Artist Jonathan Chapline’s new works blur the boundary between the rendered and painted

6 September 2017
Reading Time
2 minute read

Brooklyn-based artist Jonathan Chapline’s new body of paintings, House Work communicates his fondness for digital aesthetics, “with a particular interest in exploring how technological developments impact the ways we mediate the world around us”. The series will be unveiled at Victori + Mo gallery, Brooklyn.

A graduate of the prestigious Rhode Island School of Design, Jonathan transfers his traditional analogue artistic processes to represent the digital. “His paintings draw from the aesthetics of early computer-generated imagery and computer-appropriated images, employing techniques such as the use of colour gradients to represent spatial relationships between forms,” says the gallery.

By building the layers of each artwork on a bright background, Jonathan’s works are consequently “reminiscent of both cell phone screens and film noir sets”. Each piece elegantly uses shadows and thoughtfully paired shades, so that they appear three dimensional, jumping out of the canvas. This is elevated by the jagged edges of objects featured, often household items, allowing the artworks to blur the boundary between being rendered or painted.

Within the exhibition, opening on 8 September to October 20, the mix of large-scale and medium-sized paintings will be hung on electric indigo painted walls, “a colour dominating the background space of many of his paintings,” the gallery explains. The paintings are also accompanied by sculptures Jonathan has made, objects taken from the canvas works: “The viewer is invited to navigate this voided space with a suspension of disbelief, disembodied between the virtual and real, where one projects oneself into an alternate reality.”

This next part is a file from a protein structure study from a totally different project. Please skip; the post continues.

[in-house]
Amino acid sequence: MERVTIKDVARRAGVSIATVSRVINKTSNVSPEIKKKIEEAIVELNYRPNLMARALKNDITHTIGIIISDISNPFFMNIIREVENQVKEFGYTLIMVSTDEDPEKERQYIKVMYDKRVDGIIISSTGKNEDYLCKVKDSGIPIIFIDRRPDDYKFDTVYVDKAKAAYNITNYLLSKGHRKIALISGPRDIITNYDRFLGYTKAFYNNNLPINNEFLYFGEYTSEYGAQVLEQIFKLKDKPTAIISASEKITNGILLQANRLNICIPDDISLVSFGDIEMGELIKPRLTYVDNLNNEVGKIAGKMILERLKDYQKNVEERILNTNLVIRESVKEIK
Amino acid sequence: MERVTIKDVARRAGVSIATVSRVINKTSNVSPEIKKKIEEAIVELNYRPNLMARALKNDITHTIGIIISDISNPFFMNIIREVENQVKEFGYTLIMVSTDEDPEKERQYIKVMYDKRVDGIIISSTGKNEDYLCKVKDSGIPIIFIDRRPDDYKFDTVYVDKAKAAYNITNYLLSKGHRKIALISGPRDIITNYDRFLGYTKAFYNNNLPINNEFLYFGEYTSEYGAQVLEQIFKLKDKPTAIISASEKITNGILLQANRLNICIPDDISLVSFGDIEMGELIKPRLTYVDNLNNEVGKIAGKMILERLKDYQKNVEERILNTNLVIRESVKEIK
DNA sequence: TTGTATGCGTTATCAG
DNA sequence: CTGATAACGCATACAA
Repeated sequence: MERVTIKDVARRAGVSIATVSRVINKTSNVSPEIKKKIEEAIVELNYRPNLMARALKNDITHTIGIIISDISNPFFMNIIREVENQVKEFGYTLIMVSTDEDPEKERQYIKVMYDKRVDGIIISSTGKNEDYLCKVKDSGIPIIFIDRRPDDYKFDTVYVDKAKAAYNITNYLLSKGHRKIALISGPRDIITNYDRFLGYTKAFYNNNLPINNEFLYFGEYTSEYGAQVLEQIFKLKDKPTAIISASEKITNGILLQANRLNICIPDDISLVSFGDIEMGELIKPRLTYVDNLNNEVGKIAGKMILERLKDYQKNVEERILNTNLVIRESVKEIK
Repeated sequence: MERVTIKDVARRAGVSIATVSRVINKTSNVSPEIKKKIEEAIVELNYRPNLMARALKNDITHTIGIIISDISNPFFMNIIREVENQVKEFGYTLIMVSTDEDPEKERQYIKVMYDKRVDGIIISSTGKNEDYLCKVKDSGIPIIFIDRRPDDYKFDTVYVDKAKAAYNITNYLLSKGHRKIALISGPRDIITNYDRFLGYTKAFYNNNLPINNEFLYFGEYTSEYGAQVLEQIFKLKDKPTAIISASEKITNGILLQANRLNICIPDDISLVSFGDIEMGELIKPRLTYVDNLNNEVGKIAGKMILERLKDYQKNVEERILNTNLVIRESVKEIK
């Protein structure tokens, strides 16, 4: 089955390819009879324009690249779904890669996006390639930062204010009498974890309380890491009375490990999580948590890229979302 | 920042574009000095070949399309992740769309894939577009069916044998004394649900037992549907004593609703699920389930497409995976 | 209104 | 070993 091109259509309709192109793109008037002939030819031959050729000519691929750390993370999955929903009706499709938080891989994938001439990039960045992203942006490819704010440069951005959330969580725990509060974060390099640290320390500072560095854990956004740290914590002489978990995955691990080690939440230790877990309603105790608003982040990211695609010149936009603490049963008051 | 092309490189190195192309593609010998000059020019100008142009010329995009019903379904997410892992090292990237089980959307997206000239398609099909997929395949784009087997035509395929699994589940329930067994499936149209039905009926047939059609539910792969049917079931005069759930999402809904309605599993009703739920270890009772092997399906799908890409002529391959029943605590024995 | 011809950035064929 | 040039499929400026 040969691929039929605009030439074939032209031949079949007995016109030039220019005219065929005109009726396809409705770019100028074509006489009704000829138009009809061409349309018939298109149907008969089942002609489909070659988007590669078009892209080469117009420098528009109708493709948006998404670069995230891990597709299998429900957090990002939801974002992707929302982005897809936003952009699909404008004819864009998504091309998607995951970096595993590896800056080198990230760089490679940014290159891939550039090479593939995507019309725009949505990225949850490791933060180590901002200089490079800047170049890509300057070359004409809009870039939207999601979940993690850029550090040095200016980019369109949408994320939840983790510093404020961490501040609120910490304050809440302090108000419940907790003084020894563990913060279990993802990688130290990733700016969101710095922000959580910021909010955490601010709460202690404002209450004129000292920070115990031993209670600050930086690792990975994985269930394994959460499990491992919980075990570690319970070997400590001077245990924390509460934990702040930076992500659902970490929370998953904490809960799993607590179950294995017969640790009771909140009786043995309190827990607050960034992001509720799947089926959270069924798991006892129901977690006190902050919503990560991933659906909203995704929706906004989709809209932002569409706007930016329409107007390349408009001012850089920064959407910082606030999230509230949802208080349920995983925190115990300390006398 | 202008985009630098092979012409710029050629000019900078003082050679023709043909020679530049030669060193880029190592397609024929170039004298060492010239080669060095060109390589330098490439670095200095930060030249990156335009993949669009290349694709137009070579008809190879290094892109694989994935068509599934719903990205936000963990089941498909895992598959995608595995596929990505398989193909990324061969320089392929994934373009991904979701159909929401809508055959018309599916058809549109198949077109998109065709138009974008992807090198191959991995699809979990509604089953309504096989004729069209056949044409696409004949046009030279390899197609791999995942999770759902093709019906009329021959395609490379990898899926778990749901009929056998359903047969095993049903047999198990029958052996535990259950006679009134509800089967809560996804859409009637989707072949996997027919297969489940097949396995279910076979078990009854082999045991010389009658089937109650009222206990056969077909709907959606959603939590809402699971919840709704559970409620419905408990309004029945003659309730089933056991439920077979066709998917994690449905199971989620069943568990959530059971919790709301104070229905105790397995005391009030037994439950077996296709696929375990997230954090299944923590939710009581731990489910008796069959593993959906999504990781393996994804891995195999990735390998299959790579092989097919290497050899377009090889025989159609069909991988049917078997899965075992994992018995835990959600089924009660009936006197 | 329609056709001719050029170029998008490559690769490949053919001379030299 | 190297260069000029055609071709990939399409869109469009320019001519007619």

Jonathan Chapline: Grotto


Jonathan Chapline: Leaves


Jonathan Chapline: Sculpture Group


Jonathan Chapline: Untitled (Woman)


Jonathan Chapline: Women II

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About the Author

Lucy Bourton

Lucy joined It’s Nice That as an editorial assistant in July 2016 after graduating from Chelsea College of Art. In October 2016 she became a staff writer on the editorial team and in January 2019 was made It’s Nice That’s deputy editor. Feel free to get in contact with Lucy about new and upcoming creative projects or editorial ideas for the site.

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